(Re)building Human Dexterity: Inferring Musculoskeletal Dynamics for Next- Generation Assistive Devices & Diagnostics

Wed, Feb 24, 2021, 4:30 pm to 5:30 pm
Electrical and Computer Engineering

Please register here to attend the seminar

Talk Recording


While there exist a number of mechanically sophisticated exoskeletons, prostheses, and assistive robots, with articulations similar to those of the intact human arm and hand, these devices remain limited in their ability to augment human dexterity and safely interact with human users and collaborators. In particular, due to the limits of conventional sensing, robots remain locked in industrial cages, prosthesis users can often modulate only a single degree of freedom, and when human–device interactions do occur, we have almost no understanding of the resulting physiological impacts on the user’s musculoskeletal system.

In this talk, I will discuss my work addressing these dual problems of device capability and safety by leveraging two novel signal classes — muscle deformation, as measured via ultrasound, and vibration, as measured via acoustic myography (AMG) — to probe individual muscle forces, which cannot currently be measured noninvasively but are key to understanding musculoskeletal dynamics during dexterous motion. Specifically, I will address our progress in precisely characterizing these signals and their relationship to muscle output force, and in measuring them in real time, paving the way for future research on the extraction of multiple independent signals for high-dimensional device control and enhanced overall understanding of the joint human–machine dynamical system, both healthy and pathological.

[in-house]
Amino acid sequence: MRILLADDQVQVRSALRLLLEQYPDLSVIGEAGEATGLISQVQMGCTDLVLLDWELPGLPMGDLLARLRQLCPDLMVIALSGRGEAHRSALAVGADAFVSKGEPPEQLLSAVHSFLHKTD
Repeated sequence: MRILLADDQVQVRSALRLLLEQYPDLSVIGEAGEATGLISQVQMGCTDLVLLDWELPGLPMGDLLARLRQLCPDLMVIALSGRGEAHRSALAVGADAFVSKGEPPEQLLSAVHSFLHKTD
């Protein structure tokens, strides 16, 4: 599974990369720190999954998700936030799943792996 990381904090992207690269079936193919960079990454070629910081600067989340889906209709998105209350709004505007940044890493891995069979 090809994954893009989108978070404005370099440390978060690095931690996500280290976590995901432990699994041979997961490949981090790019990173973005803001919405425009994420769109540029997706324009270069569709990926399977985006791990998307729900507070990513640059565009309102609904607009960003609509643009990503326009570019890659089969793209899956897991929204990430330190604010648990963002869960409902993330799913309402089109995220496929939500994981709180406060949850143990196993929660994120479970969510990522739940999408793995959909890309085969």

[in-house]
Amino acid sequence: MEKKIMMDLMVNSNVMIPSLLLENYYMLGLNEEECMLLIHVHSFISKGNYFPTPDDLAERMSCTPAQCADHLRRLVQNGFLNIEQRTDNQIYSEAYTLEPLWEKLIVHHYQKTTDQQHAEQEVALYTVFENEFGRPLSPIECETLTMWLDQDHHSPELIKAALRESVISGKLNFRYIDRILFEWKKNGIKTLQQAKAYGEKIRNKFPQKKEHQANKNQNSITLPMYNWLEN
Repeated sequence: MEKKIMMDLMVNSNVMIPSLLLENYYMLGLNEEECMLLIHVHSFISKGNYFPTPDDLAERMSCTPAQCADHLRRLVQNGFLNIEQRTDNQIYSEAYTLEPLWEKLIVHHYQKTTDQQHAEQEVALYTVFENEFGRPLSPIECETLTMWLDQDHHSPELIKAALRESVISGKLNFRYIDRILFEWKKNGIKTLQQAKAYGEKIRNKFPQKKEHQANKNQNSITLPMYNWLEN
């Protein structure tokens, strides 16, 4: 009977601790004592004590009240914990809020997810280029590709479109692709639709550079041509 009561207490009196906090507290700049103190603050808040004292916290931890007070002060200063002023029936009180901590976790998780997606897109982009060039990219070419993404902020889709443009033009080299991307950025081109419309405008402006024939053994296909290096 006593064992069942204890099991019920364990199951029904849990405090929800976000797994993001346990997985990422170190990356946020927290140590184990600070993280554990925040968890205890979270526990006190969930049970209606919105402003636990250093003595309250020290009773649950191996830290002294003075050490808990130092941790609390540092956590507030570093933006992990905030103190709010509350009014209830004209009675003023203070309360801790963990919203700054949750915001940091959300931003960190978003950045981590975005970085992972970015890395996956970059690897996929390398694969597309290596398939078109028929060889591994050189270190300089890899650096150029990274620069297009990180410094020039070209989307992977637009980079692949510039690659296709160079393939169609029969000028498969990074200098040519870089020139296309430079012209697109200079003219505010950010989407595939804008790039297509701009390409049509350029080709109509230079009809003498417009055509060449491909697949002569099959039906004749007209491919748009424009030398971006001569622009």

Laura Hallock is a final-year PhD student in the EECS department at UC Berkeley, advised by Ruzena Bajcsy in the Human-Assistive Robotic Technologies (HART) Lab. Her research focuses on improving system identification of human arm dynamics using multiple sensing modalities, including ultrasound and acoustic myography, to generate physics-based models applicable to assistive device design, medical diagnostics, and studies of motor control. Prior to joining the graduate program, she received her SB in EECS from MIT, where she worked on neuromuscular modeling for lower-limb prostheses in the MIT Media Lab’s Biomechatronics Group. She is an NSF Graduate Research Fellow and a selectee of the 2020 Rising Stars in Mechanical Engineering and 2018 NextProf Nexus workshops.